— Alex S
September 9, 2011 at 12:06 a.m.

After college I was working in Century City with a large company who then moved to Thousand Oaks. TO was too far. My company told me about a place with good schools. I moved as a single man into our family home in 1983. Best move I ever made. I got married and raised a family of two boys. For me this was a slice of Leave it Beaver and I loved it. Boys all went to Welby Way, then one to Hale Middle the other to Lawrence. Things have changed but the essential character has not. Parks are filled with families, no loud music, no gang bangers. People have pride of ownership and family. My boys have known no other home and while its boring for them, they love "coming home".

— Richard Marchand
June 28, 2011 at 8:15 a.m.

I love raising my daughter in West Hills. It's kind of boring and theres not much to do after 11pm but I love it here.

— Joe
June 16, 2011 at 6:06 p.m.

I used to live in C.P. a long time ago. It was a great place to grow up. I remember palm trees, dirt roads and orange groves near Justice St. School. The only downside I guess is that mess sitting up on the hill called Rocketdyne. Seems like it's finally getting the attention it needs. Otherwise, C.P., Westhills whatever you want to call it is a wonderful place.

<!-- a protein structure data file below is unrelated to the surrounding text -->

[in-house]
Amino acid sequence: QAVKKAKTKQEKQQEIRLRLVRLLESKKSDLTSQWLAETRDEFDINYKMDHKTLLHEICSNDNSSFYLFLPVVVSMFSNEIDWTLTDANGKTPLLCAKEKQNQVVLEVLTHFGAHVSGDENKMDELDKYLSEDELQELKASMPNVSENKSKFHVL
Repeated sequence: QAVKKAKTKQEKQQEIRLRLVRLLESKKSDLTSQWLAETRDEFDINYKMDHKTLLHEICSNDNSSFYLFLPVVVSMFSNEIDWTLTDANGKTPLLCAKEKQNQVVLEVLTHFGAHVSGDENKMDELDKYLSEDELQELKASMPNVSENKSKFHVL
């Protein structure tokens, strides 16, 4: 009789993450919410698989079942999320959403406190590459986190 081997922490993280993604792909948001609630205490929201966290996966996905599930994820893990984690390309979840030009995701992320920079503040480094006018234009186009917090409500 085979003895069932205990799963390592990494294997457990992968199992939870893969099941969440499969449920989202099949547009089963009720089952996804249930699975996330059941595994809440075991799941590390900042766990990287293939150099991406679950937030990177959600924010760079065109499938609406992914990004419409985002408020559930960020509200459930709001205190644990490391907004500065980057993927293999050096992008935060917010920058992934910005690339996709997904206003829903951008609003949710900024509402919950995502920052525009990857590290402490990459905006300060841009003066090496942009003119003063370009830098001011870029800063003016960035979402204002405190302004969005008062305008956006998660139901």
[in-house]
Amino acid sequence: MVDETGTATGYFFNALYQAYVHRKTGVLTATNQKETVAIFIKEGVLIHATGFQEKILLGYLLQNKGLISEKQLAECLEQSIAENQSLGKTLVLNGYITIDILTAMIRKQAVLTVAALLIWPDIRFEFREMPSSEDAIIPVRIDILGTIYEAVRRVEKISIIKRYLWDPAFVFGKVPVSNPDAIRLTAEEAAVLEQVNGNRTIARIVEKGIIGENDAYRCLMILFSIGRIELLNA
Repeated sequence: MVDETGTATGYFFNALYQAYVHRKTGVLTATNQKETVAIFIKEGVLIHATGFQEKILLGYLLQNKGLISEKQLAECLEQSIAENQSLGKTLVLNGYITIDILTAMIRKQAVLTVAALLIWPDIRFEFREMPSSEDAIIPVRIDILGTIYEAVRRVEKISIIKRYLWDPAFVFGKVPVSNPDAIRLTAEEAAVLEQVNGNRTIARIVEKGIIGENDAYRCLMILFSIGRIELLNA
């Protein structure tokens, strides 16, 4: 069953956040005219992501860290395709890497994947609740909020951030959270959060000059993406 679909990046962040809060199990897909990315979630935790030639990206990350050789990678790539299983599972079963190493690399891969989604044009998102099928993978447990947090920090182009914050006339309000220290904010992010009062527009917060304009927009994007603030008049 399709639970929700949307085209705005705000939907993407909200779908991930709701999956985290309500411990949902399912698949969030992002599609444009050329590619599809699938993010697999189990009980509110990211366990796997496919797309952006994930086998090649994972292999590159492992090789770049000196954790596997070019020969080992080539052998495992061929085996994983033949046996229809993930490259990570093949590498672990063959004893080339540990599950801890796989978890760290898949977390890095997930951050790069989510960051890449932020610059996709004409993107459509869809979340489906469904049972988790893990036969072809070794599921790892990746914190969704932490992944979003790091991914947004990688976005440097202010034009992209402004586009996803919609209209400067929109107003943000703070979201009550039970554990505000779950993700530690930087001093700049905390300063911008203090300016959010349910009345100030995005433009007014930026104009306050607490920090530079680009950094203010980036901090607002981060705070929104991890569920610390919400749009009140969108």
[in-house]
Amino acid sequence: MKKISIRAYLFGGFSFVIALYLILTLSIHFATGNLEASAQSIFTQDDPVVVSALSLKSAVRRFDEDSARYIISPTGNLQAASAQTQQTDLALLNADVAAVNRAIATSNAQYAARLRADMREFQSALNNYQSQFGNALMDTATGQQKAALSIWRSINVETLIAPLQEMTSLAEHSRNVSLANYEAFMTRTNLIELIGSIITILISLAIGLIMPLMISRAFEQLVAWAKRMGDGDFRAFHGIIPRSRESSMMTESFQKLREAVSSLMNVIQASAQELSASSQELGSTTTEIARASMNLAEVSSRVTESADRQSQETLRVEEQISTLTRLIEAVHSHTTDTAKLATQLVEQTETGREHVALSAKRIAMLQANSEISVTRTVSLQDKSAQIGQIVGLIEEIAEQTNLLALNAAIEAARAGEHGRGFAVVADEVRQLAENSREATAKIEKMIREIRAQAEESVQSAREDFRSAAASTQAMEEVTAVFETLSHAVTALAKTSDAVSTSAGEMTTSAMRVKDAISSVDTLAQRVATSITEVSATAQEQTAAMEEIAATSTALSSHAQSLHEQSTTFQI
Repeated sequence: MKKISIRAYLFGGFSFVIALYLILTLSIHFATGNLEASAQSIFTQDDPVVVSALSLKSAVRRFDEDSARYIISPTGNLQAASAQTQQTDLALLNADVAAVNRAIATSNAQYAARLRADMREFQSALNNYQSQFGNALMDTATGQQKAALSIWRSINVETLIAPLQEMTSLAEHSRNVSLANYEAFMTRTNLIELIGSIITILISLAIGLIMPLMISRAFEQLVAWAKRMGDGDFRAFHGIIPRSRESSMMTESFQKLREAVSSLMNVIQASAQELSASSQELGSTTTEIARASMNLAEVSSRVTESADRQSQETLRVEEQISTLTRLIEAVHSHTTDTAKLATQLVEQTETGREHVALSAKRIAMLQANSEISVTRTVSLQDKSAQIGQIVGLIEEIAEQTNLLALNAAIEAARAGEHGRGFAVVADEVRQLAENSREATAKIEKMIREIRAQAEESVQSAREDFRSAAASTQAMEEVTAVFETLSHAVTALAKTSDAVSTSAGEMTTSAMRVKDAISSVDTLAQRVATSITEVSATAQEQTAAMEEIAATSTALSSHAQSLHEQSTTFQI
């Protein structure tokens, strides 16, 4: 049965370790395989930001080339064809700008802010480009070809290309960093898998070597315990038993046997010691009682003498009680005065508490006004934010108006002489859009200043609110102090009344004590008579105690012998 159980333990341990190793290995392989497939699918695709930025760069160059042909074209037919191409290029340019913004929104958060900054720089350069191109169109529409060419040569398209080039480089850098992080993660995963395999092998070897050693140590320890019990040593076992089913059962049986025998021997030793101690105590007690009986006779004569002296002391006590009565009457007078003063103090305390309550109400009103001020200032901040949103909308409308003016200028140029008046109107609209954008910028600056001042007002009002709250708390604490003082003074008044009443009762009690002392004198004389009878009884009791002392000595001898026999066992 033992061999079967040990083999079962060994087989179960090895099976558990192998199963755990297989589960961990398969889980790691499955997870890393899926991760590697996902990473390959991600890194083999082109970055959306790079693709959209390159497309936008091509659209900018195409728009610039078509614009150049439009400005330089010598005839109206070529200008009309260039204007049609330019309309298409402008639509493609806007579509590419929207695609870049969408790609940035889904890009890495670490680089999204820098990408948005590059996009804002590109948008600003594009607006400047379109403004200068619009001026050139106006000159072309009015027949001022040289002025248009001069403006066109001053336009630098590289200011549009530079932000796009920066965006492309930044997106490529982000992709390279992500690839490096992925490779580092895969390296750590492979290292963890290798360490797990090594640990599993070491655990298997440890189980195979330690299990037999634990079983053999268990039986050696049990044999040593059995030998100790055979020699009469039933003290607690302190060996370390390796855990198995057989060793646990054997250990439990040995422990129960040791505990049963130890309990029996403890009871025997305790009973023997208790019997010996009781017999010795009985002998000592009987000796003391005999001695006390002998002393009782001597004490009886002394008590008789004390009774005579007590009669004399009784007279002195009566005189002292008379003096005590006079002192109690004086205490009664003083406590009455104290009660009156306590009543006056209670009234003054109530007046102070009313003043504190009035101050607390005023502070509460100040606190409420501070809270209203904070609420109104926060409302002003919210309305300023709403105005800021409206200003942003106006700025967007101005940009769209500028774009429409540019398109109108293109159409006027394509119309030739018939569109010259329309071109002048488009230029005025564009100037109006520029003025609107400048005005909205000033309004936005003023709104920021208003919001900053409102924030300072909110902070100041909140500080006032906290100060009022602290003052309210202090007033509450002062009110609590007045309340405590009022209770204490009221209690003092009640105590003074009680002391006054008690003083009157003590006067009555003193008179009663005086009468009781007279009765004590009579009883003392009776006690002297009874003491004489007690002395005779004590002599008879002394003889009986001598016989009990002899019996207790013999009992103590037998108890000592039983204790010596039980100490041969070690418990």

— Nabisco
March 14, 2011 at 9:54 a.m.

Mike, you are wrong on both counts.

The Nordhoff median is recognized as the boundary by the city of Los Angeles and by the neighborhood councils of West Hills AND Chatsworth. The Times made a simple mistake and refuses to admit it.

As for crime -- according to the Times' own data base, West Hills' crime "spike" since Sept. 28 consisted of one violent crime and 16 property crimes. This adds up to a crime rate that is lower than Chatsworth's, Woodland Hills' or Canoga Park's.

West Hills is, in fact, one of the safest communities in Los Angeles. Just ask any cop in the area and he or she will tell you.

— Dan Brin
October 13, 2010 at 10:43 p.m.

The map is totally correct. Latimes have no need to change anything. Regardnig the crime, canoga park, west hills and winnetka area always had high crime. I am not sure why latimes found this even to be unusual when it's normal for that area.

— Mike
October 4, 2010 at 1:44 p.m.

We have lived in West Hills since 1993, raising our daughters. Couldn't think of a nicer neighborhood. We know all our neighbors, schools are good and my children have great friends

— LA Girl
October 1, 2010 at 4:31 p.m.